How do you feel about practice versus inspiration? Do you wait to be inspired? Or do you pursue your art no matter what?

Use The Talents You Possess


I’m having a hard time getting my drawing homework done. I can blame it on a busy life — making the time is tough right now — but I know it’s because I find it so hard to do. I have to overcome a huge amount of inertia just to sit down with my sketch pad at all. I know that inertia is mostly fear of failure. I’m afraid that I’m wasting my time because I am not as good at this as I want to be. The irony is that in order to get better at drawing, I need to be willing to draw badly.

My inspiration for today is this quote:

Use the talents you possess, for the woods would be a very silent place if no birds sang except the best.  —Henry van Dyke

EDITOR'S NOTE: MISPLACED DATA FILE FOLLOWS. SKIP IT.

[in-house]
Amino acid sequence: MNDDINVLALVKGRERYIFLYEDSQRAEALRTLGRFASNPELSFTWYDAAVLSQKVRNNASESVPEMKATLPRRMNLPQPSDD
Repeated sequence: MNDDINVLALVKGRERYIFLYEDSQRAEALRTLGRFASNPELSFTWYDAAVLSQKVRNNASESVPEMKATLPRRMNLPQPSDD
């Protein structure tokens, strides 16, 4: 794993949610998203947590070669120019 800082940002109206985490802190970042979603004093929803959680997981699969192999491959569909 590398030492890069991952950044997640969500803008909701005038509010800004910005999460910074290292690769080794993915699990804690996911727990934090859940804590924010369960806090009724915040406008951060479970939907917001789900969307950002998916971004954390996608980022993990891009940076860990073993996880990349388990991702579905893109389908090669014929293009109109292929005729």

It gives me permission to draw poorly, and I need that right now.

Crochet Inspirations: Lime Green Lady

Confession time: I’ve always preferred knitting to crochet mainly because I think knitted projects just look better. Crochet can look cheesy, even tacky, to my eyes. Recently, I’ve started finding pictures of crocheted projects online that are stunning, even elegant, and I’m intrigued. I want to learn how to make some of these beautiful things. Fortunately, there are generous people out there happy to share their projects and their patterns with the rest of us.

Lime Green Lady blogs about crochet and knitting, showing off projects she has designed herself and sharing her patterns as well. Projects include a granny square blanket, a granny square baby jacket, and toys, from a hot air balloon to a mermaid.

Since finding that granny square afghan at a yard sale, I am collecting examples of granny square projects I like. Granny squares may be old-fashioned, but the vibrant rainbow colors in Lime Green Lady’s blanket give them a fun, new look.